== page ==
TALLAHASSEE — The parent company of Florida utility giant Florida Power & Light announced Monday that it will buy the largest electricity producer in Northwest Florida, Gulf Power, in a $6.4 billion deal.
Juno Beach-based NextEra Energy Inc. said in a news release that it plans to buy Gulf Power from Atlanta-based Southern Company, along with the Florida City Gas natural-gas company and ownership interests in two power plants in Central Florida, if regulators approve.
If approved, the deals would expand NextEra Energy’s already dominant footprint in Florida, where FPL is one of the state’s largest contributors to political campaigns. Adding Gulf Power would put the combined residential customer base at about 51 percent, according to a 2016 report by the U.S. Energy Information Administration.
The acquisition achieves a goal NextEra has been seeking for several years, as it has attempted to purchase a regulated utility but has been stymied in other states.
Regulated utilities provide a guaranteed return for shareholders that investors consider more predictable than non-utility assets the company has purchased to compete in the changing energy marketplace.
In 2015, regulators rejected its bid to acquire Hawaii’s major utility, saying they were not confident that NextEra would be able to meet the goal of achieving 100 percent renewable energy by 2040. In 2017, regulators in Texas rejected the company’s $18.7 billion bid to acquire Oncor Electric.
And in February of this year, the company expressed interest in buying the Santee Cooper power company in South Carolina for $15.9 billion and reached a deal to sell its Canadian portfolio of renewable generation as part of a push to move capital back to the U.S. The potential domestic purchases allow NextEra to take advantage of the lower corporate tax rate, which dropped from 35 percent to 21 percent for the industry.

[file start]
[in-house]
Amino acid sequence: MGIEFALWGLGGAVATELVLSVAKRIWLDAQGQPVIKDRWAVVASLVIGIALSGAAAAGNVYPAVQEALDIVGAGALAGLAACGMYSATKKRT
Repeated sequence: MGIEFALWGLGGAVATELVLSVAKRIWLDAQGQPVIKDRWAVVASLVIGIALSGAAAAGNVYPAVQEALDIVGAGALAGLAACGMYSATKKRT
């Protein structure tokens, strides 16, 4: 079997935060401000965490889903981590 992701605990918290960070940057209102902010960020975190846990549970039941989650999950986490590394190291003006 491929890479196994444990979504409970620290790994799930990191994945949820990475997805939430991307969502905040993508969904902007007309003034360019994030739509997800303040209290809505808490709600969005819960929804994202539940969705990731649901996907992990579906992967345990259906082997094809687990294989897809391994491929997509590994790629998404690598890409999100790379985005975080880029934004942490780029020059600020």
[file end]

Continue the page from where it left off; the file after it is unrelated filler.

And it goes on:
"These transactions will provide meaningful benefits for the state of Florida, and Gulf Power and Florida City Gas customers, as well as NextEra Energy shareholders," Jim Robo, chairman and chief executive officer of NextEra Energy, said in the statement.
Thomas A. Fanning, chairman, president and CEO of Southern Company, said the Florida businesses "are being sold at a price that provides substantial value to our stockholders, while entrusting the customers of these exceptional franchises to a high-quality utility company that has a well-established presence in the state."
Florida City Gas has about 110,000 residential and commercial natural-gas customers in Miami-Dade, Brevard, St. Lucie and Indian River counties.
NextEra said it will buy a 100 percent ownership interest in Plant Oleander, near Cocoa, which has contracts to sell electricity to the Florida Municipal Power Agency and Seminole Electric Cooperative. It also will buy a 65 percent stake in Stanton Energy Center, near Orlando, which has contracts with the Orlando Utilities Commission and the Florida Municipal Power Agency.
FPL is the largest electric utility in Florida with nearly 5 million customers. Gulf Power has about 450,000 customers in eight counties and is the largest utility in the Panhandle.